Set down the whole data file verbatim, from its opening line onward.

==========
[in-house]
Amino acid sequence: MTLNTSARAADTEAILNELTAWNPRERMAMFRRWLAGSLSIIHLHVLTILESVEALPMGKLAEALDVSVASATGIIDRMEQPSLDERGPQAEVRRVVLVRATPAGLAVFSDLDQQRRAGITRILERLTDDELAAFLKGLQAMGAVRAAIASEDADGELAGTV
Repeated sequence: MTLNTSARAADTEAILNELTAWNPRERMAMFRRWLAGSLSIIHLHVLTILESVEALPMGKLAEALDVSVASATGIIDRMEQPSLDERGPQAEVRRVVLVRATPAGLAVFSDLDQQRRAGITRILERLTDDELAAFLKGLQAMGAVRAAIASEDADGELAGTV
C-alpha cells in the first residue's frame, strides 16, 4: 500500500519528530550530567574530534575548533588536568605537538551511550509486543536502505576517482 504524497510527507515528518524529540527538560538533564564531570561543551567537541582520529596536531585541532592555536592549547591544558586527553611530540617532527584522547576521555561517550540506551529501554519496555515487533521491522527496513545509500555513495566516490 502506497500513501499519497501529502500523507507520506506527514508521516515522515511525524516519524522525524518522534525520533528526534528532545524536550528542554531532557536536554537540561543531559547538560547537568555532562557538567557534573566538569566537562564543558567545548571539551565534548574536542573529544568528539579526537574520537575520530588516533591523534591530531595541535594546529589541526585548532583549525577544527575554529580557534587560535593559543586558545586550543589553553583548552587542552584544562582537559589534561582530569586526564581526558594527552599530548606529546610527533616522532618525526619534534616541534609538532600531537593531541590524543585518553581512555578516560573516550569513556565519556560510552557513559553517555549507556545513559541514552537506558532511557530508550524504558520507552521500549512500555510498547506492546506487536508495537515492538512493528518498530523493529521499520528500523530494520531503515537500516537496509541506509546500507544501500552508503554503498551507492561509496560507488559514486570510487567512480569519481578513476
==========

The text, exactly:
[in-house]
Amino acid sequence: MTLNTSARAADTEAILNELTAWNPRERMAMFRRWLAGSLSIIHLHVLTILESVEALPMGKLAEALDVSVASATGIIDRMEQPSLDERGPQAEVRRVVLVRATPAGLAVFSDLDQQRRAGITRILERLTDDELAAFLKGLQAMGAVRAAIASEDADGELAGTV
Repeated sequence: MTLNTSARAADTEAILNELTAWNPRERMAMFRRWLAGSLSIIHLHVLTILESVEALPMGKLAEALDVSVASATGIIDRMEQPSLDERGPQAEVRRVVLVRATPAGLAVFSDLDQQRRAGITRILERLTDDELAAFLKGLQAMGAVRAAIASEDADGELAGTV
C-alpha cells in the first residue's frame, strides 16, 4: 500500500519528530550530567574530534575548533588536568605537538551511550509486543536502505576517482 504524497510527507515528518524529540527538560538533564564531570561543551567537541582520529596536531585541532592555536592549547591544558586527553611530540617532527584522547576521555561517550540506551529501554519496555515487533521491522527496513545509500555513495566516490 502506497500513501499519497501529502500523507507520506506527514508521516515522515511525524516519524522525524518522534525520533528526534528532545524536550528542554531532557536536554537540561543531559547538560547537568555532562557538567557534573566538569566537562564543558567545548571539551565534548574536542573529544568528539579526537574520537575520530588516533591523534591530531595541535594546529589541526585548532583549525577544527575554529580557534587560535593559543586558545586550543589553553583548552587542552584544562582537559589534561582530569586526564581526558594527552599530548606529546610527533616522532618525526619534534616541534609538532600531537593531541590524543585518553581512555578516560573516550569513556565519556560510552557513559553517555549507556545513559541514552537506558532511557530508550524504558520507552521500549512500555510498547506492546506487536508495537515492538512493528518498530523493529521499520528500523530494520531503515537500516537496509541506509546500507544501500552508503554503498551507492561509496560507488559514486570510487567512480569519481578513476